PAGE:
Facing Approaching Loss of a Beloved Pet

And of our own ending

Some photographers take pics of graves.

Some painters carefully render still life images of a bowl of fruit and so on.

So I guess it’s alright if I think about and type up this:

Our old dog Ruby…

… older than I am in that 7 times 1 calculation of dog time to human time, lies here near me on the floor of my office. The soft Berber carpet cradles her old bones as I type this.

This is the exact kind of relationship I’ve always wanted with a dog and now that I have it I hope and pray to a higher power in which I don’t believe, that Ruby has a much longer life.

Much.

Longer.

And yet, as I said, Ruby is even older than I am. I’m a human, in my 70's. She’s a canine, in her 10's. We both tire more easily than we once did,

We are both still capable of great and passionate engagements with life from time to time inspired by, or perhaps because of, our deep capacities for the fatigue of the aged. So why worry about this now? Because when I look at Ruby who injured herself the other day and who exacerbated that injury by refusing its recognition and chasing two other dogs she found annoying, she seems so tuckered out as to be close to death.

In fact, just yesterday she struggled even to rise or manage the stairs; we had to bring her food bowl to the side of her bed where she could eat lying down. She seemed to be on her last legs.

Until now, today she’s regained a bit of strength and appears simply elderly once more.

So, what about Ruby and me?

A few moments ago she walked slowly downstairs and lay down near my office door. I hear her breathing and she glances at me, smiling as always, and I ponder what immortality we may someday see.

Or not… Maybe not… Probably not…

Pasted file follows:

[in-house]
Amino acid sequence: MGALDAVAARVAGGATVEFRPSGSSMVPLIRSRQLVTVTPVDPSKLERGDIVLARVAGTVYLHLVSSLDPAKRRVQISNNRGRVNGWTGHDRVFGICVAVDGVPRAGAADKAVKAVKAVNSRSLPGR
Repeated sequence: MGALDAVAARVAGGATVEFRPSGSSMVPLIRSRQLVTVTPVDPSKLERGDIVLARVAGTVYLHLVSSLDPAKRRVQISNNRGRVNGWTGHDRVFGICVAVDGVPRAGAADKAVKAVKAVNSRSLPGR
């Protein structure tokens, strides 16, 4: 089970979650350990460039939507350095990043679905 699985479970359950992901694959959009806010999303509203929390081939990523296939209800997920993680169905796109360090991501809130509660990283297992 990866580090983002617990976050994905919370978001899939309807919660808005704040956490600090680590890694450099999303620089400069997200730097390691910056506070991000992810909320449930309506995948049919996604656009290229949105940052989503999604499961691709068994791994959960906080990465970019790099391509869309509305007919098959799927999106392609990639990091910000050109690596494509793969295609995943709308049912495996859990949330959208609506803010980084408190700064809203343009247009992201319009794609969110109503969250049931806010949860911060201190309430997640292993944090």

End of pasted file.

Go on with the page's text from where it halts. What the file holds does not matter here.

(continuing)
But then again neither Ruby nor I know anything for sure.

And if wisdom is an informed and detached concern for life itself in the face of death itself — Well, I can easily convince myself that Ruby and I are hot on Wisdom’s trail and getting closer every day to our happy endings.

I envy the hopeful and stupidness of their “simple faith” because sometimes facing the obvious truth is almost too much to bear.


Boomer Stares Down Mortality

(In this version of this story I’m the Boomer in the title but Ruby is my wing-girl, deeply, sorely missed and beloved.)

Happy Ending(s)

Ruby and I are more or less the same age. I’m a human, 70. She’s a canine, 10. We both tire more easily than we once did, both are capable of great and passionate engagements with life from time to time inspired by, or perhaps because of, our deep capacities for the fatigue of the aged.

When I look at Ruby who was injured the other day and who exacerbated that injury by refusing its recognition and chasing two other dogs she found annoying, she seems so tuckered out as to be close to death.

Yesterday she struggled even to rise or manage the stairs; we had to bring her food bowl to the side of her bed where she could eat lying down. She seemed to be on her last legs.

Until now, today she’s regained a bit of strength and appears simply elderly once more. So, what about Ruby and me?

A few moments ago she walked slowly Downstairs and lay near My office door. And I hear her breathing And she glances at me And I ponder What immortality We may someday see? Or not… Maybe not… Probably not…

But then again neither Ruby nor I know anything for sure and if wisdom is an informed and detached concern for life itself in the face of death itself. Well, I can easily convince myself that Ruby and I are hot on its trail and getting closer every day to our happy endings.

Just Weighing Separator